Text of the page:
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How to Program in C,continued...

Why C Exploit Programs Might not Work

Now comes the big question. You download a bunch of exploit programs and try to compile them and tget a bunch of error messages from the compiler. Aha, you have just discovered why hacker gangs are so popular. There are many groups of criminal hackers out there who help each other out by figuring out how to compile exploits. That is how Kevin Mitnick got as far as he did -- he had his buddies compile programs for him.

However, I presume you are reading this not to become a criminal, but because you are willing to do a little work, and learn enough to not only break into computers -- but learn how to defend them, too. For this you
must become good at C programming. Here's how to get good.

1) Buy the book The C Programming Language by Brian W. Kernighan and Dennis M. Ritchie (Prentice Hall, second edition, 1988). This is the Bible of C
programming. Real hackers simply call it "K&R." You can get eliteness points by responding to guys who talk reverently about "K&R" by saying, "Oh, yes, Kernighan and Ritchie. Brilliant book." The reason this book is so good is that one of the authors, Dennis Ritchie, is the creator of the C language. Valerie Henson adds, "K&R is almost magical in the way it explains C. I have strong feelings about this book. :)" You can buy it from anywhere in the world at http://www.amazon.com.

2) You will quickly discover that no one book on C will tell you all the possible commands. If you want to learn as much as possible about C, you need to study the source code of C programs you admire. With each line, use the "man 2" command while in your shell account to learn about it, for example, "man 2 write". (This presumes your sysadmin has installed the man pages for C.) Then try writing some small programs to test each command to make sure you understand what it does. For examples of elegant C program source code complete with explanations, get Internetworking with TCP/IP Volumes 1,2 and 3, by Douglas Comer and David L. Stevens (Prentice Hall, 1995). Volumes 2 and 3 are almost all C source code.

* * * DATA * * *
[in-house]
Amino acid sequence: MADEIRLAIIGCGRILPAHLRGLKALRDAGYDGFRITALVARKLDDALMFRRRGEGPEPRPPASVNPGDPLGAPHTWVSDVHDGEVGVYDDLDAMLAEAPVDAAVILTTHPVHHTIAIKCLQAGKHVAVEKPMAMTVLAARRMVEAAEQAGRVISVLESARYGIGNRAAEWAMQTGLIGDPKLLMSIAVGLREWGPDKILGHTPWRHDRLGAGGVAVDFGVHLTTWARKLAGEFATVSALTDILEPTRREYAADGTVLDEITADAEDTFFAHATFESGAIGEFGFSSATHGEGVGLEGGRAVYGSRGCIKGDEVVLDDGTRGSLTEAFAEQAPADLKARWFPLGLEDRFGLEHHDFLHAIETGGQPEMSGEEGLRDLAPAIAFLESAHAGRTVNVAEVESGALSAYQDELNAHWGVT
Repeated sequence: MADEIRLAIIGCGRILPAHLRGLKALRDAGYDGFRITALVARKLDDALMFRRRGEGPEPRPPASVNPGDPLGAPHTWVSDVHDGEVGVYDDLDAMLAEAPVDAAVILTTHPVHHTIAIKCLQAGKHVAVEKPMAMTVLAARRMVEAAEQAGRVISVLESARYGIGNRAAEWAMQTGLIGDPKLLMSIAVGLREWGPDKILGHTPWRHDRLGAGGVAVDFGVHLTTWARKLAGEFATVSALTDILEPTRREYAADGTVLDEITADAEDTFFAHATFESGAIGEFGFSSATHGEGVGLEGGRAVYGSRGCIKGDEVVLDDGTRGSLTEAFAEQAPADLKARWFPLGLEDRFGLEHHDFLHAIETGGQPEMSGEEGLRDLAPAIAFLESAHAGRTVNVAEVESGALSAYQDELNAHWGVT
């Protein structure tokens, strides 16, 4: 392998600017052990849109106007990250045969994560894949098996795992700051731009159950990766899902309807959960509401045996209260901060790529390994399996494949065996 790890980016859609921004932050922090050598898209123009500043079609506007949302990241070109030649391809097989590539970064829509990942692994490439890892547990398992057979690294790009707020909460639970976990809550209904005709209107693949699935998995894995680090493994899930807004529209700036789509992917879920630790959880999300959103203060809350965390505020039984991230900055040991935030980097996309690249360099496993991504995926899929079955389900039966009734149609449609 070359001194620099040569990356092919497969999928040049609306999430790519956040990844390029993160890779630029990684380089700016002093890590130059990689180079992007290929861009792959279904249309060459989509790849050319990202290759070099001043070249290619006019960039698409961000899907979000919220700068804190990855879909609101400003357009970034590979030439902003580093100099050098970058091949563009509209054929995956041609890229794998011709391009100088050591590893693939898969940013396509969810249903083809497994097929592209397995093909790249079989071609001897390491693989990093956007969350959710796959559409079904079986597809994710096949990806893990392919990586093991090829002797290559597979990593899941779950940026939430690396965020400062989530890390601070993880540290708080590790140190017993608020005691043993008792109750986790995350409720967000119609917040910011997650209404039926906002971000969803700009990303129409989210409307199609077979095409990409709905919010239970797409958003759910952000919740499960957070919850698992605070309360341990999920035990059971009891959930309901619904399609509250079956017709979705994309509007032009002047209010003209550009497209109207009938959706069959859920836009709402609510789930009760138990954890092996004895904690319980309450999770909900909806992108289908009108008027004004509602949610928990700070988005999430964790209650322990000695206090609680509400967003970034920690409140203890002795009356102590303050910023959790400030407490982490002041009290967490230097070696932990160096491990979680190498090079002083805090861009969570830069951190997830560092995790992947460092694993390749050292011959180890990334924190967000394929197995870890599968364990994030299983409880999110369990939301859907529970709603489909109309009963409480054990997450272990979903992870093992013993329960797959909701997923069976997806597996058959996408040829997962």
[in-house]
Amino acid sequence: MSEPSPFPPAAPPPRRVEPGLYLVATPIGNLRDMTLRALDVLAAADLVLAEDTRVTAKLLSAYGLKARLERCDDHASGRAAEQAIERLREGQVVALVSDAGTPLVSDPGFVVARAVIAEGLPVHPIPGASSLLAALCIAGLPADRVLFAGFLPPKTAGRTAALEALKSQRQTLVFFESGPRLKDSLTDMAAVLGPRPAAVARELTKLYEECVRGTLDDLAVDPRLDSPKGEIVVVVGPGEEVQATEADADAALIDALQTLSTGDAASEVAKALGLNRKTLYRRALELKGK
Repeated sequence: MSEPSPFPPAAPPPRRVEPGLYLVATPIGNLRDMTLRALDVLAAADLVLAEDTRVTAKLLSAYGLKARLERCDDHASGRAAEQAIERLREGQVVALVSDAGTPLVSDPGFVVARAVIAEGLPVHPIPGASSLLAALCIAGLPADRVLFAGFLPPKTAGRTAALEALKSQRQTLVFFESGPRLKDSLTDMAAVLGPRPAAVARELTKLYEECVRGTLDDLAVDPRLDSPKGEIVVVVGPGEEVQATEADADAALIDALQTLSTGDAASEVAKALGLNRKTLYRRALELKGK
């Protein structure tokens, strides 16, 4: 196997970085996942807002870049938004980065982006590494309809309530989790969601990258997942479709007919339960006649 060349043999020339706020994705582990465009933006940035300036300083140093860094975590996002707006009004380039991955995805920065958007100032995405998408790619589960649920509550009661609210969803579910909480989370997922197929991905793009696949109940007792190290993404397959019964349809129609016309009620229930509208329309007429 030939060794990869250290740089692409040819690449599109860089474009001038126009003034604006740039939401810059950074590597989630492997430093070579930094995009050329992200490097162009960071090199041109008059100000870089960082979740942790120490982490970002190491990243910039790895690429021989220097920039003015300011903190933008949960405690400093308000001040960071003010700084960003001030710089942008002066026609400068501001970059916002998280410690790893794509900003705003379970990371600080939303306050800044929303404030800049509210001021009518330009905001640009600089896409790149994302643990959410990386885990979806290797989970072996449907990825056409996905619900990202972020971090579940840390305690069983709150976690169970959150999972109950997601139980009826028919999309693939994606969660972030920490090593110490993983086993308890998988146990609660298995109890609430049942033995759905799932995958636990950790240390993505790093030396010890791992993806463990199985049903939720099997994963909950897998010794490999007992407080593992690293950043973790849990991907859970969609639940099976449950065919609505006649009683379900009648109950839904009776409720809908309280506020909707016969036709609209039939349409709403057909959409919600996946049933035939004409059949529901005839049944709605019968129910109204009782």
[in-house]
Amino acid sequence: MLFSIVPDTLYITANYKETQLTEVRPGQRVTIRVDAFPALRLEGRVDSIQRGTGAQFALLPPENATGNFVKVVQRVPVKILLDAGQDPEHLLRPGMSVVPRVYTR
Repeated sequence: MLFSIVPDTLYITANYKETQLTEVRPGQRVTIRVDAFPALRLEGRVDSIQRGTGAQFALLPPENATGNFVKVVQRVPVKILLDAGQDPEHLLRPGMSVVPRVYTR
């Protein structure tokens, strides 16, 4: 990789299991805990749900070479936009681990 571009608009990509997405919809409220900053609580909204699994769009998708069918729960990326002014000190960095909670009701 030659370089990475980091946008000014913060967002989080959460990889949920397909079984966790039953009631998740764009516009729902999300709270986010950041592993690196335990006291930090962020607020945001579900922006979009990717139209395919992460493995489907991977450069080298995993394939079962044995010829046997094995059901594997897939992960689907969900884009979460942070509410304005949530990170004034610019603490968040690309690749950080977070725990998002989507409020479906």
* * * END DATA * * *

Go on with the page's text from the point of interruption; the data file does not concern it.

3) You will absolutely hate this. Just as there are many kinds of Unix and many different Unix shells, there is more than one version of C out there. But help is on the way. There is a version of C called ANSI C (for the ANSI standards board) which is coming to be widely accepted. All we have to do now is persuade the people who write programs to break into computers to adopt the ANSI C standard!

4) You might need to find some new friends who will help you figure out what to do to successfully compile and run some obstreperous C program. Try enrolling in a course on C at a GOOD college or university. However, talk to the other students or the professors before you spend money signing up for a course. I swear this is true, one college teaches C using C for Dummies as a textbook. While that book may be helpful for home study -- surely a college professor can show his or her students enough respect to teach from K&R! However, if you can get a good college course, don't expect to learn how to compile exploits from it! What you can do is hang out with students and teaching assistants and professors and meet people who can give you help on how to modify programs so they will compile on your computer.

If you can't find a good college nearby, another possibility is to join a Linux Users Group (LUG). To find one in your neighborhood, see (http://sunsite.unc.edu/LDP/).

Cramer suggests, "try to post question to newsgroups and mailing lists (that discuss C programming). But ... Posting a question like "My hello.c prints 'Hello, good bye' instead of 'hello hackers -- what should I do?' to a mailing list -- say -- the Linux kernel developers list, will give you -- hrmmm -- some interesting results..."

Or get a job doing tech support at a local Internet Service Provider. Usually there will be some talented C programmers working there.

Whatever you do, don't join a gang of computer criminals! They usually know much less about C programming than do computer science students, Linux User Group members, and employees of ISPs.

5) Read Meino Christian Cramer's Guide to C programming at the Wargames page on http://www.happyhacker.org. Try emailing questions to him at the address on that Web page. He gives a great overview of the most important concepts in C programming, with some example programs for you to write.

More on C -- a computer break-in program explained --->>


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